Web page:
There are many dimensions to a competitive analysis - market and leadership evaluations, sales and marketing assessments, and, of course, in-depth reviews of competitors’ products. A competitive product analysis is an evaluation and comparison of your competitors’ products and how your own products stack up. A thorough competitive product analysis involves looking at many dimensions, including functionality, reliability, and use cases. Whether you’re starting from scratch or updating an existing analysis, this can be a large undertaking, so here are a few tips to focus your efforts and get maximum impact from your work.
1. Start with the Flagship Product
If your competitors have numerous products, start your analysis by focusing on their flagship product - their core solution and likely the first one they ever launched. The goal is to focus on whichever product has the highest sales and has had the most time to build out robust functionality for critical customer use cases.
2. Benchmark Your Own Products
While a competitive product analysis is, by its definition, focused on a competitor’s product, benchmarking your own solutions is a key part of this process. In fact, analyzing your own product’s strengths and weaknesses can help you identify criteria to dig into during your competitive analysis. Any factor you identify as a strength or a weakness should be a criterion for when you evaluate a competitor’s product.
3. Go Deep on the Website
A competitor’s website is chock full of product details you can incorporate into your analysis. Product pages are a good place to start as an overview to understand basic functionality areas as well as messaging and use cases. Then dig deeper into documentation, help sites, and other niche website pages in order to answer questions that aren’t readily available on a company’s product page.
4. Watch Videos
If a picture is worth a thousand words, then a video is worth a million. Product videos are a goldmine of information on your competitors’ products. Check YouTube, Vimeo, or even the company’s own website to find videos of their products. This can show you a lot more than a few words or images because it will reveal the user experience, functionality that isn’t otherwise worth calling out, and potential issues.
5. Get the Real Story from Customers
A company will, of course, tout how fantastic their product is, but their customers can tell you the reality. If you can get in touch and interview your competitor’s customers, that’s fantastic, but even if you don’t get in touch with them, you can get real feedback through a number of online channels. For example, review sites and forums can reveal real customer feedback. Look for questions about functionality, forum threads on workarounds, and even pros and cons listed by customers in reviews.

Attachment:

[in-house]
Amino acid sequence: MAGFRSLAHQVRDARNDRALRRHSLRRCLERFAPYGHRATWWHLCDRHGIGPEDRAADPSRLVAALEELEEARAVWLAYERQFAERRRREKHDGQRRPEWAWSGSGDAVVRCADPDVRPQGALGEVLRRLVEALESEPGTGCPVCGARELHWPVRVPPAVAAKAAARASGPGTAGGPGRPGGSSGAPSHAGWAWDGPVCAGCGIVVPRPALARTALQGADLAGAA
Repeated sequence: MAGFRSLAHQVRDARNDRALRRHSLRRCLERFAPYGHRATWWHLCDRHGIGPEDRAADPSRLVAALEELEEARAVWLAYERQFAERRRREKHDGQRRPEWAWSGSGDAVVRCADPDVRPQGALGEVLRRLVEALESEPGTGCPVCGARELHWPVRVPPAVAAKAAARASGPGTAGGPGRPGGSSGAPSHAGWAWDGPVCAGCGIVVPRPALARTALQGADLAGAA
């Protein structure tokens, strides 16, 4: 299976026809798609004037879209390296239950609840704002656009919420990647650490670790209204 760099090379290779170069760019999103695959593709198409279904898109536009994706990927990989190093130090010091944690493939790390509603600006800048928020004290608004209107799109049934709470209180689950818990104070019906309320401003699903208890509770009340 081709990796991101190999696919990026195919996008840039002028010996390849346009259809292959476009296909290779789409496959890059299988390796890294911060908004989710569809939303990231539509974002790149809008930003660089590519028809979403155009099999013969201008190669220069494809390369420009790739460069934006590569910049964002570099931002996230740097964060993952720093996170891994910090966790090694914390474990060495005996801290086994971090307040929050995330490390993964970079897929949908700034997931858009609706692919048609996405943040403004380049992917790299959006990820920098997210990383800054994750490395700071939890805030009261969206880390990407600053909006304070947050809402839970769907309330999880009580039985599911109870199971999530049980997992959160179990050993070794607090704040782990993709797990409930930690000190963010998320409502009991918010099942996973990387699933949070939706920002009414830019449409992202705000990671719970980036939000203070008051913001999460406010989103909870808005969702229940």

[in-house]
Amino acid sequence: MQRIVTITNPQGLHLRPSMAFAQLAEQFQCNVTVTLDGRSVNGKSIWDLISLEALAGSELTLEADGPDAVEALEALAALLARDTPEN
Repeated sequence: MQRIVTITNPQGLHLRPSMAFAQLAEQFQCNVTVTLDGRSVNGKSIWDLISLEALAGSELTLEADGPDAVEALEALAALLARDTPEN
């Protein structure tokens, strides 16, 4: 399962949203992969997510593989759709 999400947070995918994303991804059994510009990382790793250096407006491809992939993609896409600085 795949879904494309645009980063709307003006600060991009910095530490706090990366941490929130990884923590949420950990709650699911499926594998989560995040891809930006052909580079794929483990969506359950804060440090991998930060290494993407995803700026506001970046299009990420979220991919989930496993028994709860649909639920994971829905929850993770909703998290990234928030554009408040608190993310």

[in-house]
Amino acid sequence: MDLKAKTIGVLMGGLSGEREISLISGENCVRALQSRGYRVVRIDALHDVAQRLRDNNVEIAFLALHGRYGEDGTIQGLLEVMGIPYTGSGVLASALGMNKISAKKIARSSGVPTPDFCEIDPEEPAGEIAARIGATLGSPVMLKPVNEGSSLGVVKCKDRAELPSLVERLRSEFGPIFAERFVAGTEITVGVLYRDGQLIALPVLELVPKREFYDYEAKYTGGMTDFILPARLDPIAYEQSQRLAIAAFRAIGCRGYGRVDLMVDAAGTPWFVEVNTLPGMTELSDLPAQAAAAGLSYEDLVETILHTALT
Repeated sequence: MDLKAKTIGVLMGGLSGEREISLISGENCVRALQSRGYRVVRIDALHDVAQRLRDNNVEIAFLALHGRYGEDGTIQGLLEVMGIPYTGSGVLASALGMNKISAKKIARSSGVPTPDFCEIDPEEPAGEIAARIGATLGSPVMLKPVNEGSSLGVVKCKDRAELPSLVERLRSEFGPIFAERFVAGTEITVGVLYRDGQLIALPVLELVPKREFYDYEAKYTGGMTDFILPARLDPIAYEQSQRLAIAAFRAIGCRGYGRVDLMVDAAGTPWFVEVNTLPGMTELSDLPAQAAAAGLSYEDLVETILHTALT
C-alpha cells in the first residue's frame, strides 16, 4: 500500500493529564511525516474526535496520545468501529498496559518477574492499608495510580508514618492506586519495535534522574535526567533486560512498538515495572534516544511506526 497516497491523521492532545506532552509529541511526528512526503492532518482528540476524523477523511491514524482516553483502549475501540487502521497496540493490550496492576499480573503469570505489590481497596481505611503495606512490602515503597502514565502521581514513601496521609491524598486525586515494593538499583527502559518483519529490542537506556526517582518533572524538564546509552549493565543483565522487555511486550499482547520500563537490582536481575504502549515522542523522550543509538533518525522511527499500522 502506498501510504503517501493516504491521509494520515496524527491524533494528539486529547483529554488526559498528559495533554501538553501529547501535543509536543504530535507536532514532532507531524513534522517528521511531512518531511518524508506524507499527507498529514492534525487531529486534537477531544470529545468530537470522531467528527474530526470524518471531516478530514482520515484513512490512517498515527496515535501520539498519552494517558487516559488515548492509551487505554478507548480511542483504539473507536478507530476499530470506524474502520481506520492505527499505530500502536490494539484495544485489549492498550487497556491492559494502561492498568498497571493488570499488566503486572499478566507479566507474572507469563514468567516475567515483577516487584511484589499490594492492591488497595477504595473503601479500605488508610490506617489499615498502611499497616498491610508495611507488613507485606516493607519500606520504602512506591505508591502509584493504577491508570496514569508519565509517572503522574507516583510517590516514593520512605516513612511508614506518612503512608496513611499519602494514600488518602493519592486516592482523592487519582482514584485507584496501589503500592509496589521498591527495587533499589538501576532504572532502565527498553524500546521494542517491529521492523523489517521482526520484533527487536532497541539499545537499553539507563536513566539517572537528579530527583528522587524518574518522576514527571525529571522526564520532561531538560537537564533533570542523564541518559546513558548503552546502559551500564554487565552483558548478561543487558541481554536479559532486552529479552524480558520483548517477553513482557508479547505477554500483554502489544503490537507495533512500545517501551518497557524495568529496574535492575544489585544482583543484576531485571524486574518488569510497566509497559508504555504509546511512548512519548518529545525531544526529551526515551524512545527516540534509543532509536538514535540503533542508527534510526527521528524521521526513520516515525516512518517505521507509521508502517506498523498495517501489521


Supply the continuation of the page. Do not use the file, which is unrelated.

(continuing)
6. Include Marketing, Not Just Product
You may want to dive right into every product detail - every feature and functionality - but don’t forget to evaluate the product’s marketing strategy as well. In particular, include the messaging of the product’s benefits as well as the primary use cases the product aims to solve. The same functionality can be used to serve different customers and use cases, and understanding how a competitor is presenting the solution to market can affect the depth of functionality and effectiveness in serving your own customers’ use cases.
7. Track Changes to Identify Product Direction
In addition to understanding the ins and outs of your competitor’s product today, you need to think ahead to where the product will be next quarter, next year, and beyond. By identifying changes to their products and investments in their product organization, you can piece together the company’s strategy in regards to that product. Analyze recent product launches, hires in the product organization, and even small bug fixes or improvements in release notes.
Analyzing your competitors’ products is a significant undertaking, so before you dive in, set the stage with the goals you’re trying to achieve - is it to put together effective battlecards for your sales team? If so, you may want to focus on features that come up the most in the sales process. Is it to provide input for the product management team on new features to build? Then focus on the market opportunities and product gaps.
And once you complete your initial analysis, remember that this is not a one-and-done process. As your competitors’ products change, your analysis needs to be updated, so be sure to put a process in place to keep your analysis up-to-date and relevant to each of your stakeholders. A competitive product analysis is a critical tool if you can execute it well and keep it relevant and actionable over time.